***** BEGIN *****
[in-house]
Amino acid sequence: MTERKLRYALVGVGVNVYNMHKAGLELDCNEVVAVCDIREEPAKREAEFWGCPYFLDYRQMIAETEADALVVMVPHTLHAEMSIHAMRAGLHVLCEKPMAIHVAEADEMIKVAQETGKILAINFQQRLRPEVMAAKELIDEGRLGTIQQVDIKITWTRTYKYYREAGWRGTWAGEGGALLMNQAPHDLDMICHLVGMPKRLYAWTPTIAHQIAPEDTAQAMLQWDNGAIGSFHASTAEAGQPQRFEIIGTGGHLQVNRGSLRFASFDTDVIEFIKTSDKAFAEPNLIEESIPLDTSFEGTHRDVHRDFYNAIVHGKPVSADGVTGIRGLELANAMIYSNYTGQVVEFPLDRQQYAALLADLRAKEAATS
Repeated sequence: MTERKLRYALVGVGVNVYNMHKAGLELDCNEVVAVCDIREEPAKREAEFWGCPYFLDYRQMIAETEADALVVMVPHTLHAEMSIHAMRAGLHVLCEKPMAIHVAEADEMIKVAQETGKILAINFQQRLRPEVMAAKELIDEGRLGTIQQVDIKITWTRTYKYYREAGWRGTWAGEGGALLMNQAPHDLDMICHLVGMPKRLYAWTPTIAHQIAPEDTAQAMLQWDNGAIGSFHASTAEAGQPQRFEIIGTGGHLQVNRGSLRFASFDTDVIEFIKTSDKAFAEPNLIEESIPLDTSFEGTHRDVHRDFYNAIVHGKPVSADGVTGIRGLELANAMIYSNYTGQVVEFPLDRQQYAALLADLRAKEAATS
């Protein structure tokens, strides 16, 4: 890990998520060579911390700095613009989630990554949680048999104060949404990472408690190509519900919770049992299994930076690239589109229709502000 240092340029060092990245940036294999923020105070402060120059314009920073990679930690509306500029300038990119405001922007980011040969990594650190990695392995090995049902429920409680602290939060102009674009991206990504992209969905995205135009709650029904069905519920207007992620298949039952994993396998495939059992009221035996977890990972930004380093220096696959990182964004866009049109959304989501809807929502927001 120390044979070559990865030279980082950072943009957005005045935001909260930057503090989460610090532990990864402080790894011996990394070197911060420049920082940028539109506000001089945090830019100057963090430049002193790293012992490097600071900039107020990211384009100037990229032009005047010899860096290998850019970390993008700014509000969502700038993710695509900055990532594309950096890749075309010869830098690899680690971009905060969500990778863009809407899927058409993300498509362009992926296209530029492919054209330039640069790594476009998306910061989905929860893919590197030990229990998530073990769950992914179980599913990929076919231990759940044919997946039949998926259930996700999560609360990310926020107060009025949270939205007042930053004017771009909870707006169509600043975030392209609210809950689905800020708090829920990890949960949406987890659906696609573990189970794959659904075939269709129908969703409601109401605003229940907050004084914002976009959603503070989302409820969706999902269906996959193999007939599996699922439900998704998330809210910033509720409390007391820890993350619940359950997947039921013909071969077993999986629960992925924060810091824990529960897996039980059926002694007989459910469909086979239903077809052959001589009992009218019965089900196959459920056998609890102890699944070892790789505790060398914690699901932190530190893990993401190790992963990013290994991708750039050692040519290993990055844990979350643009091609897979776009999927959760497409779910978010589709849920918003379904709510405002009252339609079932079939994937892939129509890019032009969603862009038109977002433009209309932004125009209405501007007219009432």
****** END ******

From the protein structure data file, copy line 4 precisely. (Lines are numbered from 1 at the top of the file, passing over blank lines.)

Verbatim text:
């Protein structure tokens, strides 16, 4: 890990998520060579911390700095613009989630990554949680048999104060949404990472408690190509519900919770049992299994930076690239589109229709502000 240092340029060092990245940036294999923020105070402060120059314009920073990679930690509306500029300038990119405001922007980011040969990594650190990695392995090995049902429920409680602290939060102009674009991206990504992209969905995205135009709650029904069905519920207007992620298949039952994993396998495939059992009221035996977890990972930004380093220096696959990182964004866009049109959304989501809807929502927001 120390044979070559990865030279980082950072943009957005005045935001909260930057503090989460610090532990990864402080790894011996990394070197911060420049920082940028539109506000001089945090830019100057963090430049002193790293012992490097600071900039107020990211384009100037990229032009005047010899860096290998850019970390993008700014509000969502700038993710695509900055990532594309950096890749075309010869830098690899680690971009905060969500990778863009809407899927058409993300498509362009992926296209530029492919054209330039640069790594476009998306910061989905929860893919590197030990229990998530073990769950992914179980599913990929076919231990759940044919997946039949998926259930996700999560609360990310926020107060009025949270939205007042930053004017771009909870707006169509600043975030392209609210809950689905800020708090829920990890949960949406987890659906696609573990189970794959659904075939269709129908969703409601109401605003229940907050004084914002976009959603503070989302409820969706999902269906996959193999007939599996699922439900998704998330809210910033509720409390007391820890993350619940359950997947039921013909071969077993999986629960992925924060810091824990529960897996039980059926002694007989459910469909086979239903077809052959001589009992009218019965089900196959459920056998609890102890699944070892790789505790060398914690699901932190530190893990993401190790992963990013290994991708750039050692040519290993990055844990979350643009091609897979776009999927959760497409779910978010589709849920918003379904709510405002009252339609079932079939994937892939129509890019032009969603862009038109977002433009209309932004125009209405501007007219009432």